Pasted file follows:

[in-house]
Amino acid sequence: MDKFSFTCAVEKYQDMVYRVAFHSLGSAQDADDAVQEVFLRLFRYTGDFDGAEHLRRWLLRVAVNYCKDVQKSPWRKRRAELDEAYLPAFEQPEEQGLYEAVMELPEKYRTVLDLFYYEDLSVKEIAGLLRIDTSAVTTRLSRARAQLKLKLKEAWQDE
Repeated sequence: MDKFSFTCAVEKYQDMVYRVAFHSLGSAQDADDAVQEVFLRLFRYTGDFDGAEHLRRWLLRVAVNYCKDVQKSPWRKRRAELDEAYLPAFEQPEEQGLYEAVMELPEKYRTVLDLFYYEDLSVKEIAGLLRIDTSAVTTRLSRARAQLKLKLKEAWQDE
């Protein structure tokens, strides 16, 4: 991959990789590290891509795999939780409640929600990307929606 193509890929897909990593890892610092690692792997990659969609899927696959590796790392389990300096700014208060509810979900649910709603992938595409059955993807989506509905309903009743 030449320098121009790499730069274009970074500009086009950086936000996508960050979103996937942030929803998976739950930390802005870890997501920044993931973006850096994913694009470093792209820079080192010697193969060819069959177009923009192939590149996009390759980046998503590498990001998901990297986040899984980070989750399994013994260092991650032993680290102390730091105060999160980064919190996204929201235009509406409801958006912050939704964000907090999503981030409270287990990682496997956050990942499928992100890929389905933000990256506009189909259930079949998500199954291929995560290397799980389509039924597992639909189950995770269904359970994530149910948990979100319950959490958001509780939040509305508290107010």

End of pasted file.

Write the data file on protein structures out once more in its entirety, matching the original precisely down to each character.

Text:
[in-house]
Amino acid sequence: MDKFSFTCAVEKYQDMVYRVAFHSLGSAQDADDAVQEVFLRLFRYTGDFDGAEHLRRWLLRVAVNYCKDVQKSPWRKRRAELDEAYLPAFEQPEEQGLYEAVMELPEKYRTVLDLFYYEDLSVKEIAGLLRIDTSAVTTRLSRARAQLKLKLKEAWQDE
Repeated sequence: MDKFSFTCAVEKYQDMVYRVAFHSLGSAQDADDAVQEVFLRLFRYTGDFDGAEHLRRWLLRVAVNYCKDVQKSPWRKRRAELDEAYLPAFEQPEEQGLYEAVMELPEKYRTVLDLFYYEDLSVKEIAGLLRIDTSAVTTRLSRARAQLKLKLKEAWQDE
């Protein structure tokens, strides 16, 4: 991959990789590290891509795999939780409640929600990307929606 193509890929897909990593890892610092690692792997990659969609899927696959590796790392389990300096700014208060509810979900649910709603992938595409059955993807989506509905309903009743 030449320098121009790499730069274009970074500009086009950086936000996508960050979103996937942030929803998976739950930390802005870890997501920044993931973006850096994913694009470093792209820079080192010697193969060819069959177009923009192939590149996009390759980046998503590498990001998901990297986040899984980070989750399994013994260092991650032993680290102390730091105060999160980064919190996204929201235009509406409801958006912050939704964000907090999503981030409270287990990682496997956050990942499928992100890929389905933000990256506009189909259930079949998500199954291929995560290397799980389509039924597992639909189950995770269904359970994530149910948990979100319950959490958001509780939040509305508290107010």